Where the Fizz Is: The Tualatin Valley built its reputation on pinot noir. Yet shortly after planting its first vines in 1984, Kramer Vineyards in Gaston began making more room for white wine grapes and fizzy sparkling wines. While all that bubbly attracts its share of weddings on the property, the Kramer family suggests bringing a picnic to the big deck, tasting a flight of sparkling wines (or some wine right from the barrel), and sitting beneath the oaks and Douglas firs to enjoy the intimate courtyard.
Italian Villa-Inspired: Inspired by his family’s Italian vineyard and villa, Alfredo Apolloni continued the rich winemaking tradition in Forest Grove when he founded Apolloni Vineyards in 1999. Here he produces traditional Italian-style wines as well as pinot noir, pinot blanc, pinot gris and chardonnay from nearly 100 acres of vineyards. The winery’s L label — named for Apolloni’s wife and business partner, Laurine Apolloni — features its white and sparkling wines, showing there’s more to Italian sparkling wines than prosecco. Taste a bit of Italy in the villa-style tasting room, on the patio or on the bocce court. Book an appointment for a tour and tasting in the geothermal barrel cave, which holds 400 barrels as they age year-round.
The Next Generation: Shannon Gustafson made wine in France, Australia and California before joining Hillsboro’s Raptor Ridge Winery in 2017, now the second winemaker in the winery’s 25-year history. Sample her wines from the tasting room’s perch atop a ridge in the Chehalem Mountains, with panoramic views of Mt. Hood and Mt. Adams. Track passing falcons and owls, and enjoy a vineyard tour from the barrel room all the way to the tasting room, with garage doors that open in warmer weather.
A Family Affair: Just south of what is now downtown Hillsboro, Dana Blizzard grew up on a vineyard property her parents bought in 1981, where they used to sell grapes to several of Oregon’s founding wineries. Today Blizzard and her husband, Nick, run the Blizzard Wines tasting room on the property, after many years of making wine in their garage. The winery offers guests a view of the family vineyard, verdant farmland and rolling hills of nearby Tualatin Valley communities. Stop in for the $35 grand tasting that includes Blizzard’s overview of her family history along with her personal wine and food pairings.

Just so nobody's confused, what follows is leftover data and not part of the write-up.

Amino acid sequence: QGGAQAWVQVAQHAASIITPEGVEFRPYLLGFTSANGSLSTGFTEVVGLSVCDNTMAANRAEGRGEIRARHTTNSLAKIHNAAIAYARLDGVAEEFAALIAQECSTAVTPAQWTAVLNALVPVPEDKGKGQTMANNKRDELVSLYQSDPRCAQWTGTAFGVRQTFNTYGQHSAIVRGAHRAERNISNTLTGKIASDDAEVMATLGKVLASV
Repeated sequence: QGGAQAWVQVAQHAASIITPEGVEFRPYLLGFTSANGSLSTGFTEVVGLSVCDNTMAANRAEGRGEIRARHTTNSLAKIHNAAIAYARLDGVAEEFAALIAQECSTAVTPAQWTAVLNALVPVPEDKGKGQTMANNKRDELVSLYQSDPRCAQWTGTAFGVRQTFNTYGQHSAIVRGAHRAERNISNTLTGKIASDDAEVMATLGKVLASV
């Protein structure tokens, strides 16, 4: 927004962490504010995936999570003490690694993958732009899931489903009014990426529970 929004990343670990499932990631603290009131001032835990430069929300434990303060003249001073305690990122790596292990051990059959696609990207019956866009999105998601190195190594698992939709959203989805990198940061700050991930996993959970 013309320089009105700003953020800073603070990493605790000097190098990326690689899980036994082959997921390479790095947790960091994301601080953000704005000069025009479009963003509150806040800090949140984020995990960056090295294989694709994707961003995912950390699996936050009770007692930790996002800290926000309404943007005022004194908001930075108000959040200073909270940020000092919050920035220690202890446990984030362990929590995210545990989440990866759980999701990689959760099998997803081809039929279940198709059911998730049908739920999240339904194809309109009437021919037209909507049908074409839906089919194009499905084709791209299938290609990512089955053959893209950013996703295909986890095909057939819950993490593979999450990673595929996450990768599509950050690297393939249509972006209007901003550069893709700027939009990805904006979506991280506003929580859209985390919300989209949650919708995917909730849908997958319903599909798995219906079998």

Keeping It Natural
Biodynamic Stewards: Like many winemakers, Rudy Marchesi followed in the footsteps of his parents, Carlo and Rosa, who made wine in northern Italy. Marchesi saw them as stewards of the land and worked to apply their sustainable practices to his more than 200-acre Montinore Estate Vineyard in Forest Grove. Today Montinore is one of the largest producers of certified estate wines made from biodynamic grapes in the United States. The winery’s continuous cycle of pruning, fertilizing, composting and harvesting brings consistency to each wine — each batch is produced to taste exactly like the one before it. Take in majestic views of the Coast Range while tasting the biodynamic influence for yourself.
Urban Biodynamics: Perhaps nowhere makes a better argument for biodynamic winemaking than Beaverton’s Cooper Mountain Vineyards. Owner Bob Gross first planted wine grapes here in 1978, on a hillside 6 miles southwest of what is now downtown Beaverton. He opened the winery in an old barn in 1987 and worked to achieve both organic and biodynamic certifications more than 20 years ago. Visit the tasting room — located in the original barn — and tour the vineyard to learn about the fascinating process of making balsamic vinegar from the would-be spoils of the pinot noir and chardonnay harvest.